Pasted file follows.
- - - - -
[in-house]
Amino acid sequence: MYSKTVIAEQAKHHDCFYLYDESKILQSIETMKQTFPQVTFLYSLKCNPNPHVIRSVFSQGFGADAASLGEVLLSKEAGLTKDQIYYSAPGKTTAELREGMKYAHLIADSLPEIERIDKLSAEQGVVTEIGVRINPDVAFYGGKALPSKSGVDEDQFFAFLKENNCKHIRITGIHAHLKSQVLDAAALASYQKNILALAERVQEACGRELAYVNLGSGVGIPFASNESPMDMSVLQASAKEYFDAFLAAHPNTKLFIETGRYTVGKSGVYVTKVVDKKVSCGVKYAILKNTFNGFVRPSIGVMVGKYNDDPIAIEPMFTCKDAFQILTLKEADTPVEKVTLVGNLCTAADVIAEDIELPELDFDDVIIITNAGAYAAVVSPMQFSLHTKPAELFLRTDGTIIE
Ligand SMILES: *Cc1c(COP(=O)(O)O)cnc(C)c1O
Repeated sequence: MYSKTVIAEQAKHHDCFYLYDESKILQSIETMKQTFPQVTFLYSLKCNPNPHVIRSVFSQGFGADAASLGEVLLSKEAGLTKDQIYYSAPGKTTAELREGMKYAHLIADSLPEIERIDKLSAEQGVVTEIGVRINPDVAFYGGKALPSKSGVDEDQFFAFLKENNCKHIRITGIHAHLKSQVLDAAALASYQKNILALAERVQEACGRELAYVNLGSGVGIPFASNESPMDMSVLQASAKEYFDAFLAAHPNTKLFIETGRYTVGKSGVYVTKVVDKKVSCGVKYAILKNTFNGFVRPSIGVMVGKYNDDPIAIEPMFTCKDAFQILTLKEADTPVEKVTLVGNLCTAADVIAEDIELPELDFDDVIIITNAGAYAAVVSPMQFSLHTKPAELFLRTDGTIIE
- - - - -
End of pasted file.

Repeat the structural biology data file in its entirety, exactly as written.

[in-house]
Amino acid sequence: MYSKTVIAEQAKHHDCFYLYDESKILQSIETMKQTFPQVTFLYSLKCNPNPHVIRSVFSQGFGADAASLGEVLLSKEAGLTKDQIYYSAPGKTTAELREGMKYAHLIADSLPEIERIDKLSAEQGVVTEIGVRINPDVAFYGGKALPSKSGVDEDQFFAFLKENNCKHIRITGIHAHLKSQVLDAAALASYQKNILALAERVQEACGRELAYVNLGSGVGIPFASNESPMDMSVLQASAKEYFDAFLAAHPNTKLFIETGRYTVGKSGVYVTKVVDKKVSCGVKYAILKNTFNGFVRPSIGVMVGKYNDDPIAIEPMFTCKDAFQILTLKEADTPVEKVTLVGNLCTAADVIAEDIELPELDFDDVIIITNAGAYAAVVSPMQFSLHTKPAELFLRTDGTIIE
Ligand SMILES: *Cc1c(COP(=O)(O)O)cnc(C)c1O
Repeated sequence: MYSKTVIAEQAKHHDCFYLYDESKILQSIETMKQTFPQVTFLYSLKCNPNPHVIRSVFSQGFGADAASLGEVLLSKEAGLTKDQIYYSAPGKTTAELREGMKYAHLIADSLPEIERIDKLSAEQGVVTEIGVRINPDVAFYGGKALPSKSGVDEDQFFAFLKENNCKHIRITGIHAHLKSQVLDAAALASYQKNILALAERVQEACGRELAYVNLGSGVGIPFASNESPMDMSVLQASAKEYFDAFLAAHPNTKLFIETGRYTVGKSGVYVTKVVDKKVSCGVKYAILKNTFNGFVRPSIGVMVGKYNDDPIAIEPMFTCKDAFQILTLKEADTPVEKVTLVGNLCTAADVIAEDIELPELDFDDVIIITNAGAYAAVVSPMQFSLHTKPAELFLRTDGTIIE